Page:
Khrystyna Holynska

Photo of Khrystyna Holynska
Assistant Policy Researcher, RAND; Ph.D. Student, Pardee RAND Graduate School
Santa Monica Office

Education

MBA+MBAI in business administration, artificial intelligence and data analytics, Kyiv School of Economics, Kyiv, Ukraine; Ph.D. in political science, Taras Shevchenko National University of Kyiv, Kyiv, Ukraine; M.A. in political science, Taras Shevchenko National University of Kyiv, Kyiv, Ukraine

Overview

Khrystyna Holynska is a Ph.D. student in the Research, Analysis, and Design stream at the Pardee RAND Graduate School and an assistant policy researcher at RAND. She is concurrently a visiting professor in the Public Policy and Governance Department, Kyiv School of Economics, Ukraine. Her research interests include foreign, defense, security policy, Russia, and Eastern Europe, as well as civil service and education policy.

Holynska has a Ph.D. in political science from Taras Shevchenko National University of Kyiv and an M.B.A.+M.B.A.I. (business and management in artificial intelligence and data analysis) from the Kyiv School of Economics (KSE). Prior to joining Pardee RAND, she headed the defense and security policy research startup KSE StratBase and was an assistant professor of public policy and governance at KSE. Holynska was also a strategic analyst at The Hague Centre for Strategic Studies, where she focused on Russia's coercive behavior, nonproliferation, the future of NATO, geodynamics, and Africa’s stability. 

Concurrent Non-RAND Positions

Kyiv School of Economics, Visiting Professor;

Selected Publications

Stephan De Spiegeleire, Karlijn Jans , Mischa Sibbel , Khrystyna Holynska & Deborah Lassche, "Implementing defence policy: a benchmark-“lite”," Defense & Security Analysis , 35(1), 2019

Stephan De Spiegeleire, Khrystyna Holynska, Yar Batoh, Tim Sweijs , Reimagining Deterrence: Towards Strategic (Dis)Suasion Design , Hague Centre for Strategic Studies, 2020

Yar Batoh and Khrystyna Holynska, "Assessing International Support of Ukraine Regardnig Crimea," UA: Ukraine Analytica , 1(23), 2021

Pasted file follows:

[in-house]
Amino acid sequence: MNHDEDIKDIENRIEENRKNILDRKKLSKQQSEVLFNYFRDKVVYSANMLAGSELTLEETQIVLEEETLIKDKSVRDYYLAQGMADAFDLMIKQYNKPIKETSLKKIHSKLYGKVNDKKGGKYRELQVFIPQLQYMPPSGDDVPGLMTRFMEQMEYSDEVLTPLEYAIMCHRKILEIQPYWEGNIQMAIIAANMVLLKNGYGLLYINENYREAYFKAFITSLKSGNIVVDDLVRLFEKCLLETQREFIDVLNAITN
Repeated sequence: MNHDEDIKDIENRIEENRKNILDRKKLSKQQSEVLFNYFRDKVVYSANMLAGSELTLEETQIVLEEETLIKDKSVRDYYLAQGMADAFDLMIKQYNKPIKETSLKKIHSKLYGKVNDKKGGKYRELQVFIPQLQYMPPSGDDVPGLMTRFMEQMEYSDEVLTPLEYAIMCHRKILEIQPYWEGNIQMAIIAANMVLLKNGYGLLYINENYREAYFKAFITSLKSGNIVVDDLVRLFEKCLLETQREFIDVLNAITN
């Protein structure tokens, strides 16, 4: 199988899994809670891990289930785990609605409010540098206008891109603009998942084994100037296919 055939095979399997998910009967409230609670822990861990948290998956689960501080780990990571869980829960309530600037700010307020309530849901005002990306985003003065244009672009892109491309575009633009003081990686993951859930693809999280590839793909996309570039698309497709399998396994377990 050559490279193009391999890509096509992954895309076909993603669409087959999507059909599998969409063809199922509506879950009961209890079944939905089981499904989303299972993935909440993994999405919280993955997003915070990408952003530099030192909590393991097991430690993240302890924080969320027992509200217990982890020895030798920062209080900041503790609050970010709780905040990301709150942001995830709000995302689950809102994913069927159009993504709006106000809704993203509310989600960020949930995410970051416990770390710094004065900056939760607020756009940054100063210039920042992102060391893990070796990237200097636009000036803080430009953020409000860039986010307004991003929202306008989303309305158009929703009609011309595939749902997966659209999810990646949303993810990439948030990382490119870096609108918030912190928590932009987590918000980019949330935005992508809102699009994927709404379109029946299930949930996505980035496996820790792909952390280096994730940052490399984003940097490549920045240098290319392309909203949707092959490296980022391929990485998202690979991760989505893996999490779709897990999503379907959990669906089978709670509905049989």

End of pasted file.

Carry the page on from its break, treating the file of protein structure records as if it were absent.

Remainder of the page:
De Spiegeleire, Stephan, Yar Batoh, Daria Goriacheva, Glib Voloskyi, Khrystyna Holynska, Anastasiia Vozovych, Bohdan Baliuk, et al. , (Russian) Deterrence, we hardly know ye, , 2021

Khrystyna Holynska, Yar Batoh, Yevhen Sapolovych, Daria Goriacheva, Stephan De Spiegeleire, A Decade of Russian Cross-Domain Coercion Towards Ukraine: Letting the Data Speak, FREE Network Policy Brief, 2020

Stephan De Spiegeleire, Khrystyna Holynska, and Yevhen Sapolovych, Taking Russian Assertiveness Seriously: Letting the Data Speak, PONARS Eurasia Policy Memo, 2020

Languages

Russian; Ukrainian

Commentary

  • Building cranes and power lines connecting high-tension electricity pylons next to a construction site in Kyiv, Ukraine, July 10, 2020, photo by Valentyn Ogirenko/Reuters

    Rebuilding Ukraine

    By leveraging better investment conditions and reforms and broad international support, Ukraine could carry out a well-executed reconstruction program once the fighting ends. It might repair much of the war damage and help Ukraine move into the ranks of faster-growing European economies.

    Apr 18, 2022 United Press International

  • mage grab from handout footage released by the Russia Ministry of Defense allegedly shows Russian soldiers holding weapons allegedly taken from the Ukrainian army weapon depot in the Kherson region, Ukraine, March 16, 2022, photo by EyePress News via Reuters

    Russia's Problems with Military Professionalization

    Even if Russia manages to take control of the territory of Ukraine, the Russian military's underlying problems with professionalization may handicap these occupiers in their efforts to maintain control over that country for the long-term.

    Mar 21, 2022 Breaking Defense

  • Ukrainian President Volodymyr Zelensky chairs an urgent meeting with leadership of the government, and representatives of the defense and economic sectors, in Kyiv, Ukraine, February 24, 2022, photo by Ukrainian Presidential Press Service/Handout via Reuters

    Continuity of Government in Ukraine

    On February 23 Russia launched a war on Ukraine. Ukraine's president Volodymyr Zelensky and its parliament might accelerate steps to ensure the continuity of government, a need made more urgent because of the risk that Kyiv could soon fall.

    Feb 25, 2022 The Hill

  • Ukrainian Armed Forces during tactical military exercises at a shooting range in the Kherson region, Ukraine, January 19, 2022, p

    Two Choices in Ukraine

    Facing existential risk, Ukraine may consider unprecedented steps. Urgent measures might help it protect against a Russian invasion. And if the immediate threat were to ebb, Ukraine might use the time gained to prepare for potential future threats.

    Jan 31, 2022 The Hill